By Jed Kim
You know the old saying “an ounce of prevention is worth a pound of cure”? About a decade ago, the Obama administration tried applying that to the fight against climate change. Federal agencies were required to assess the future damages of carbon emissions as part of cost-benefit calculations — the kind they need to do before passing new regulations.
President Donald Trump has mostly rolled back the requirement, but researchers are even now working on a better way to calculate what’s known as the social cost of carbon.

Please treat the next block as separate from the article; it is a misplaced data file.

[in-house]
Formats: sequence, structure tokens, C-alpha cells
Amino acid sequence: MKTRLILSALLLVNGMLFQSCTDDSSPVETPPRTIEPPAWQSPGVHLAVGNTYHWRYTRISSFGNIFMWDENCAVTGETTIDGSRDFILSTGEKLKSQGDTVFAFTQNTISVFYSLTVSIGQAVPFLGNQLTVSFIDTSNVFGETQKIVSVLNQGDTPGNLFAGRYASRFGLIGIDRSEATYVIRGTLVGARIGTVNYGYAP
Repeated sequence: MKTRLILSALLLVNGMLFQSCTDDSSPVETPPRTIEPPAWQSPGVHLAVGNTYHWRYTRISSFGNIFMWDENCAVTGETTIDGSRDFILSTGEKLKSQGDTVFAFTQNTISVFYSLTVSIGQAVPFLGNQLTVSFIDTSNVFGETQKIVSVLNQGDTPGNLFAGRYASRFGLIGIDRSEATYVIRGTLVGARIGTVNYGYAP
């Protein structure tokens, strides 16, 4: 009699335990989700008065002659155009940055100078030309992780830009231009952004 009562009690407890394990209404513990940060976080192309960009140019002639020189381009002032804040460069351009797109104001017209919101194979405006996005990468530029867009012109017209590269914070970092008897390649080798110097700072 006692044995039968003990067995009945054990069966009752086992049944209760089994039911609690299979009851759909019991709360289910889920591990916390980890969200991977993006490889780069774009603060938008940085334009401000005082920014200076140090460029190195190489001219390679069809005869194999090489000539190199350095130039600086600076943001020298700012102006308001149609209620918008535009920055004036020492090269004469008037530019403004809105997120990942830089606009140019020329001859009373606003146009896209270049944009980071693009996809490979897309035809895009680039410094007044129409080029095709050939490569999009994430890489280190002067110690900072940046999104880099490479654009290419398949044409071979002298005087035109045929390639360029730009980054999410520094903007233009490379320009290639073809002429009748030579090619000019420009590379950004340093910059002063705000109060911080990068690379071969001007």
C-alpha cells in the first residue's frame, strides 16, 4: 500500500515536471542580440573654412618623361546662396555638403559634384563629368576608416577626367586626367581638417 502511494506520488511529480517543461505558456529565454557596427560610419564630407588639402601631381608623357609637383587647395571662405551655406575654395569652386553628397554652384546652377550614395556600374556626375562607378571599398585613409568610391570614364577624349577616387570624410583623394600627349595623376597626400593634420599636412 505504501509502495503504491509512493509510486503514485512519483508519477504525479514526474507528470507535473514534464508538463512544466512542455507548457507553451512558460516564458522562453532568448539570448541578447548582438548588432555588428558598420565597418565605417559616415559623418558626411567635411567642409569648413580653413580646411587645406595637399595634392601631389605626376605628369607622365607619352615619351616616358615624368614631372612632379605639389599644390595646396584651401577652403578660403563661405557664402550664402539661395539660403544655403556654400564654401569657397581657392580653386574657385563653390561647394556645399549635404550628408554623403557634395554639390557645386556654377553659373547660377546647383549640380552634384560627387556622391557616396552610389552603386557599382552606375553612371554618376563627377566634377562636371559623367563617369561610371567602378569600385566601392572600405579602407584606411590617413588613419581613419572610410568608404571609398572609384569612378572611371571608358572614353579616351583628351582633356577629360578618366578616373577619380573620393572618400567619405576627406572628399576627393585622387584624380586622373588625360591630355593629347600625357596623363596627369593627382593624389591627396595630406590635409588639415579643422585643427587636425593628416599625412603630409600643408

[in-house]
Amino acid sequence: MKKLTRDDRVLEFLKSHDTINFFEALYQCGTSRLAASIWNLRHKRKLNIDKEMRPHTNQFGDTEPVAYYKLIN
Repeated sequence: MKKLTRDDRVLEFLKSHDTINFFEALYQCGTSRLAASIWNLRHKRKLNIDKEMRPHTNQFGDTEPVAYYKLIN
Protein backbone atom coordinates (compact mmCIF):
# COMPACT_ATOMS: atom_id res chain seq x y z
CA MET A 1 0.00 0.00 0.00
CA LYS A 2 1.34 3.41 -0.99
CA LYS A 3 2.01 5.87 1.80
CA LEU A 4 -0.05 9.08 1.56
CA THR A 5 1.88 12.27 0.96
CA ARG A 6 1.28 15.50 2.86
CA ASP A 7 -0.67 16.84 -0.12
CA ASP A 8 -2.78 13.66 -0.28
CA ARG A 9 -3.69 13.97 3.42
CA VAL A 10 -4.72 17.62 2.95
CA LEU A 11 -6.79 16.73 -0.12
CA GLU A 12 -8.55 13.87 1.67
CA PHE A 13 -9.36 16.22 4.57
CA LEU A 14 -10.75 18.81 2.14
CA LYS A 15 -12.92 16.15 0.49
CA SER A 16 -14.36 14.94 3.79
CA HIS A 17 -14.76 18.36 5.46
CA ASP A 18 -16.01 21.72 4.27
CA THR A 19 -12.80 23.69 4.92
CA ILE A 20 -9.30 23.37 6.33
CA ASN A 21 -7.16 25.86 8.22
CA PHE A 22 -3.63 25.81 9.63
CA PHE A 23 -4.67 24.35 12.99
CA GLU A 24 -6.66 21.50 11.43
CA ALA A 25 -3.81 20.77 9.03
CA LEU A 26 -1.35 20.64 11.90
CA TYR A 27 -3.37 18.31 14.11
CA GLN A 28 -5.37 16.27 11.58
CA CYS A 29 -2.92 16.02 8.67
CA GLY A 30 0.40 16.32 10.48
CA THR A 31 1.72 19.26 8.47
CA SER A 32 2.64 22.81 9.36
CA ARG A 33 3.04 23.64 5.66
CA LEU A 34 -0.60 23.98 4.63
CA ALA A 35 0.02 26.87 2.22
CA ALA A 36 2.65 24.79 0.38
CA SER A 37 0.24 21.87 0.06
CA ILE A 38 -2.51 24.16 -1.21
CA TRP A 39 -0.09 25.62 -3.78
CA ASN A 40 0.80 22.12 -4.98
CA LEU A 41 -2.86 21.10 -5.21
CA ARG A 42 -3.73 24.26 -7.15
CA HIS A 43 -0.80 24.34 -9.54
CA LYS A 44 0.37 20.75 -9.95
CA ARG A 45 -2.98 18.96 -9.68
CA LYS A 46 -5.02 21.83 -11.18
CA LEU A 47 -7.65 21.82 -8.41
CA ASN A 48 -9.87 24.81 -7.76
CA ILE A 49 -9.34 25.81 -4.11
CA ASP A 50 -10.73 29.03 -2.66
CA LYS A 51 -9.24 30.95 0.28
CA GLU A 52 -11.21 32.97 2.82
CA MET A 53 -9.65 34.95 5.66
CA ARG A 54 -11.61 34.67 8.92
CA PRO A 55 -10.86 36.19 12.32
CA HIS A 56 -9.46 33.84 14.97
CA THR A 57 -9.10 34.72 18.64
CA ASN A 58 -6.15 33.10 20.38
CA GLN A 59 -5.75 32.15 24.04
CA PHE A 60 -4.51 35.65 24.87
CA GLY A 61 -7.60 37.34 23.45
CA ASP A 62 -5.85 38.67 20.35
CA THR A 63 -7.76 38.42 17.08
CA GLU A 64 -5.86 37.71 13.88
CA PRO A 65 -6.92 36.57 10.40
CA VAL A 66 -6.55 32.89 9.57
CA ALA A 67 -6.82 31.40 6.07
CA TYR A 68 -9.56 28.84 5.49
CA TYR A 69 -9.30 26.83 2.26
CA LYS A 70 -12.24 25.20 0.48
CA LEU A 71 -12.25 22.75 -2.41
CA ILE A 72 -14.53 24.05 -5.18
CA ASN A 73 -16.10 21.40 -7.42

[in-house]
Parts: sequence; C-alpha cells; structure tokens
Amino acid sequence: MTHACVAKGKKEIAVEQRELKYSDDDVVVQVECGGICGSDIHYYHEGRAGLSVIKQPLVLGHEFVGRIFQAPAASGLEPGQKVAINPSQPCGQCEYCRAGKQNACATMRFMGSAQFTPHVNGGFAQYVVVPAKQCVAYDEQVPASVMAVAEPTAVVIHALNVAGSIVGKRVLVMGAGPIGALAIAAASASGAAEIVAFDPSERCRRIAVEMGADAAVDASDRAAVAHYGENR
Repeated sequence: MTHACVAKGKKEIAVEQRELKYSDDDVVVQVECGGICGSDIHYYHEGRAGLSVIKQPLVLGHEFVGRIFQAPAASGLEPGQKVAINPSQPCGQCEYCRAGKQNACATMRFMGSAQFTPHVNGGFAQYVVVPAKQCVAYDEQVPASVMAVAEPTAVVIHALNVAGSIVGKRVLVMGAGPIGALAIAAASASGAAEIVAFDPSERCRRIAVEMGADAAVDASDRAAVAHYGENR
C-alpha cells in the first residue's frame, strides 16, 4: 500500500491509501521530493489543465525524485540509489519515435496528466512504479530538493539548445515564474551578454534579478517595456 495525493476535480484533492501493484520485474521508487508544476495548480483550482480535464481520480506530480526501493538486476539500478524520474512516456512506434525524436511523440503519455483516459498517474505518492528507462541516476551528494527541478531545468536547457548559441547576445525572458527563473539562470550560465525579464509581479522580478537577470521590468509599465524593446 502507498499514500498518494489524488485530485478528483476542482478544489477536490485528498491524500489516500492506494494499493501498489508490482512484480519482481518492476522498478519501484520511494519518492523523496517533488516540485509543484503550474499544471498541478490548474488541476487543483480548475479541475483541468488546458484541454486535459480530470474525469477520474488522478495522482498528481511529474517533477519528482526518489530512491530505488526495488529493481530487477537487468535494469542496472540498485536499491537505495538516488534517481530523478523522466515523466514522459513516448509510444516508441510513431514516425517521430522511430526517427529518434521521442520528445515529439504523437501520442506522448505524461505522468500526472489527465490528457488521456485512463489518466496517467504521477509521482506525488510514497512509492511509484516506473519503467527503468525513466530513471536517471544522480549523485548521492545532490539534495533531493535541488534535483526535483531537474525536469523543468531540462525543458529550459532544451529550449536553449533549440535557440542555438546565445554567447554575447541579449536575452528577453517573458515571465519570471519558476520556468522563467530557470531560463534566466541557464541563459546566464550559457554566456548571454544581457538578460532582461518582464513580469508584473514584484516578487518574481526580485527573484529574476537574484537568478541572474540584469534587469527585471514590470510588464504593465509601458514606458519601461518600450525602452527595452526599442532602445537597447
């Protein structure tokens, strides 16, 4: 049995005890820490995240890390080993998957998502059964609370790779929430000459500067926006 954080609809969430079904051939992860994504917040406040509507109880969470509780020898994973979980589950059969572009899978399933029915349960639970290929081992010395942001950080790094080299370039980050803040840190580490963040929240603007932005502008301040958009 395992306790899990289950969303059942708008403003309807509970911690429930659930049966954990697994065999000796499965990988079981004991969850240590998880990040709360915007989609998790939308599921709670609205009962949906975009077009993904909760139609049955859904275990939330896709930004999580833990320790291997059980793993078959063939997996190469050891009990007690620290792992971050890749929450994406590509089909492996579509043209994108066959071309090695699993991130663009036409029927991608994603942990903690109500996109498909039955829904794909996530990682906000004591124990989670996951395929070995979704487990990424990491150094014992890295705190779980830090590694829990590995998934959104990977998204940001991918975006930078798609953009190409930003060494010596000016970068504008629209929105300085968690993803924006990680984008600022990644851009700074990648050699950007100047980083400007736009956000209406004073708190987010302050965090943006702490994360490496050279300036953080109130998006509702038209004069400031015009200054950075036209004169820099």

At the Climate Impact Lab at the University of Chicago, researchers sit hunched around a long table in a narrow, windowless room. They’re busily scraping data to be crunched by their lab’s supercomputing cluster — a task workers have been doing for years.
Michael Greenstone, a University of Chicago economist and one of the lab’s principal investigators, said their work will help communities make responsible choices about adapting to climate change.
“What the social cost of carbon does is it provides a bright line on how much society should be willing to spend, such that the benefits from doing that are going to be greater than the cost,” Greenstone said.
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